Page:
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Healthy Eating: Staying With Your Plan

Healthy Eating: Staying With Your Plan

Introduction

Eating one healthy meal isn't hard. It's not even hard to eat three healthy meals in a single day. The hard part is making changes in your daily life so that you start eating healthy every day—and keep eating healthy every day.

If you're having problems staying with your plan, don't worry. You're not alone. You'll be glad to hear that there are plenty of tips and tricks you can use to get yourself back on track and stay there.

Let's begin with these key ideas:

  • Your reason for wanting to eat healthy is very important. It won't work if you're doing it because someone else—your spouse, your children, your doctor—wants you to. You have to want it.
  • If you've started a healthy eating plan but don't feel like you're making any progress, it may be time to update your goals.
  • If you've started a healthy eating plan but are having trouble keeping it going, it may help to figure out what's getting in your way. Then you can figure out how to work around those barriers.

If you haven't started a healthy eating plan yet, it may be helpful to read:

Click here to view an Actionset. Healthy Eating: Starting a Plan for Change.

How do you stay with a healthy eating plan?

Update your goals

When you first started your healthy eating plan, you probably had one or more big goals in mind, like controlling your high blood pressure or lowering your cholesterol.

Are those goals the same today? Or do you need to change them?

  • Are you having trouble meeting those long-term goals? You may need to come up with new short-term goals to help you get there. Short-term goals are things that you want to do tomorrow and the day after.
  • Did you try to take on too much too fast? That's a reason why some people have trouble making a lifestyle change. Remember to make your short-term goals small steps. For example, if you want to lower your blood pressure, a small step would be to limit the amount of sodium in your diet by cutting down on the amount of processed foods you eat, like packaged snack items, luncheon meats, and canned soups.
  • Did you meet your long-term goal and then stop? Good for you for meeting your goal! But now you need a new long-term goal to help you stay with your healthy eating plan.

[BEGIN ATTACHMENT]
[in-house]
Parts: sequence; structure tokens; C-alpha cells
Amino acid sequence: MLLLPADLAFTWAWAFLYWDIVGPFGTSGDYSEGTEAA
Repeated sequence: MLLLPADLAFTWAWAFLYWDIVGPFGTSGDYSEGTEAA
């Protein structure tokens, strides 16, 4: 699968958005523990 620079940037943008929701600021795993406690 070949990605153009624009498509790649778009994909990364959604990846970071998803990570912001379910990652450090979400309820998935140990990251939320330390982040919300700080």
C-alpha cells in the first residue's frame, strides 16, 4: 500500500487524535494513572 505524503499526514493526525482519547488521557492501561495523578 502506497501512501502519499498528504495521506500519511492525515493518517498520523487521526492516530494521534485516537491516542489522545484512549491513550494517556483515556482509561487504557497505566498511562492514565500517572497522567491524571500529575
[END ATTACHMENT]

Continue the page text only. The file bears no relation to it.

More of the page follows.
Getting past slip-ups

Everyone has slip-ups. But there's a difference between slipping up and giving up. Going back to your old eating habits for a while is a slip-up. It doesn't mean that you're a failure.

When you slip up, don't get mad at yourself or feel guilty. Think of it as a learning experience. Figure out what happened. Why did you stop? Think of ways to get yourself going again. Learn from your slip-ups so that you can keep on toward your goal of eating healthy.

For some common reasons for slip-ups, and suggested solutions, see:

Click here to view an Actionset. Healthy Eating: Overcoming Barriers to Change.

Tips for maintaining your healthy eating plan

Remember that healthy eating means eating a wide variety of foods in the right amount:

  • Limit alcohol. Alcohol provides a lot of calories and no nutritional benefit.
  • Make mealtimes pleasant. A meal is more than just eating food. It can also be a social event, a time to communicate with family and friends, and a time to relax. Eat slowly, and enjoy the food. Do not watch television or read while you eat.
  • Use a meal plan to help control what you eat. Plan meals ahead of time. Many people find it easier to plan meals for a week at a time.
  • Avoid unplanned eating. Eating unplanned calories can spoil a healthy eating plan. If you are someone who tends to get hungry between meals, schedule healthy snacks throughout your day to manage that hunger. The healthy snacks will keep you from being so hungry at regular mealtimes that you overeat. Just be sure to plan your snacks as part of your overall calories for the day.
Click here to view an Actionset. Healthy Eating: Recognizing Your Hunger Signals

Credits

By Healthwise Staff
Primary Medical Reviewer Kathleen Romito, MD - Family Medicine
Specialist Medical Reviewer Rhonda O'Brien, MS, RD, CDE - Certified Diabetes Educator
Current as of January 25, 2013

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